Indiana Code section 35-50-5-3(a) states that restitution orders must be based upon a consideration of evidence regarding the victim's losses. In other words, “[a] restitution order must be supported by sufficient evidence of actual loss sustained by the victim of a crime.” Garcia v. State, 47 N.E.3d 1249, 1252 (Ind. Ct. App. 2015). In Garcia, the only evidence of the amount of the victim's loss supplied by the State at the sentencing hearing was the probable cause affidavit. This Court “decline[d] to accept that document as a valid basis for upholding the order herein. The State offered no other proof of the amount of [the victim's] loss, [the victim] was not present at the sentencing hearing, and no additional evidence or testimony concerning this estimate was presented.” Id. (also observing that the statement of facts in a probable cause affidavit poses a risk of unreliability that the hearsay rule is designed to protect against). This Court noted that the State could have met its burden of establishing the restitution amount by obtaining an affidavit from the victim (or offering the victim's testimony at the hearing). Id. at 1253. Absent that evidence, the restitution order was erroneous.
 We find Garcia to be distinguishable from the case before us. Whereas in Garcia, the defendant objected to the restitution order and amount, in this case, no such objection was made—either to the PSI, the included probable cause affidavit, or the restitution order—meaning that the trial court did not have the opportunity to address the issue. Under these circumstances, we do not believe that Garcia compels a reversal.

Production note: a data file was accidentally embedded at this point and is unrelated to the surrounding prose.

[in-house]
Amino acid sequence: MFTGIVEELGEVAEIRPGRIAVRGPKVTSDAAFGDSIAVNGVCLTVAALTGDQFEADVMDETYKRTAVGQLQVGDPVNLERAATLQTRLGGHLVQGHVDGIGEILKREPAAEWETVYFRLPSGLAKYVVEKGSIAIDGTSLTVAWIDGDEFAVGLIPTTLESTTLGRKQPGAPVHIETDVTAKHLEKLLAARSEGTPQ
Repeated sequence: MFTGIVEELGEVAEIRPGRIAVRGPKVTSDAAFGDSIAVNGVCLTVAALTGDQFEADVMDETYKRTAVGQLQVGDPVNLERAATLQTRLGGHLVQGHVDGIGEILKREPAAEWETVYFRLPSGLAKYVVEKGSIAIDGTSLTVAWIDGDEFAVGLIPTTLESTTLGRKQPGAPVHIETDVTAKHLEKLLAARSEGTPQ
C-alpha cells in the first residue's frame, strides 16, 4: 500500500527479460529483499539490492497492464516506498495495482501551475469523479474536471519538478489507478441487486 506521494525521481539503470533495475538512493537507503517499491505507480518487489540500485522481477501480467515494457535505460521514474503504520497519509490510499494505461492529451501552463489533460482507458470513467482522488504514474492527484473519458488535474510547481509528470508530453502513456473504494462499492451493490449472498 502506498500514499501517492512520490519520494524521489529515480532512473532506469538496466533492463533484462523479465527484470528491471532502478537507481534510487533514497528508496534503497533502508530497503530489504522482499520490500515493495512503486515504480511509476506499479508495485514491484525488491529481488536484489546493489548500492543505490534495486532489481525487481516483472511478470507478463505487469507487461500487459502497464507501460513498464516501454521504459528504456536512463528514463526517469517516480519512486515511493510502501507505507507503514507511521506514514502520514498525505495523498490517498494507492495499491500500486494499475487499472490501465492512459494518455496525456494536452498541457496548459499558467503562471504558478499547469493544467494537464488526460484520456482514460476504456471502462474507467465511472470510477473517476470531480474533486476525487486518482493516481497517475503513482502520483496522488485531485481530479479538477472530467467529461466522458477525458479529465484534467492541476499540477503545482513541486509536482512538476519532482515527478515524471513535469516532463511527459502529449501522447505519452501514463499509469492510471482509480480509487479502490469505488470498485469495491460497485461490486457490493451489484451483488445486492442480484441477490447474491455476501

Moreover, even if it there was error with respect to the restitution order, we find that it was not fundamental. “Evidence supporting a restitution order is sufficient ‘if it affords a reasonable basis for estimating loss and does not subject the trier of fact to mere speculation or conjecture.’ ” J.H. v. State, 950 N.E.2d 731, 734 (Ind. Ct. App. 2011) (quoting T.C. v. State, 839 N.E.2d 1222, 1227 (Ind. Ct. App. 2005)). Additionally, the “[s]trict rules of evidence do not apply in sentencing hearings, and hearsay evidence ․ is admissible.” Lasley v. State, 510 N.E.2d 1340, 1342 (Ind. 1987). In this case, the uncontested evidence presented to the trial court regarding restitution can be found in the probable cause affidavit, which was supported by Roach's statement that $400 had been stolen from her purse. We can only find that this evidence provided a sufficient basis for determining the loss and did not require the trial court to base its order on mere speculation or conjecture. Consequently, we decline to reverse the restitution order.
 Lisk also argues that the sentence imposed by the trial court is inappropriate in light of the nature of the offense and her character pursuant to Indiana Appellate Rule 7(B). We must “conduct [this] review with substantial deference and give ‘due consideration’ to the trial court's decision—since the ‘principal role of [our] review is to attempt to leaven the outliers,’ and not to achieve a perceived ‘correct’ sentence.” Knapp v. State, 9 N.E.3d 1274, 1292 (Ind. 2014) (quoting Chambers v. State, 989 N.E.2d 1257, 1259 (Ind. 2013)) (internal citations omitted).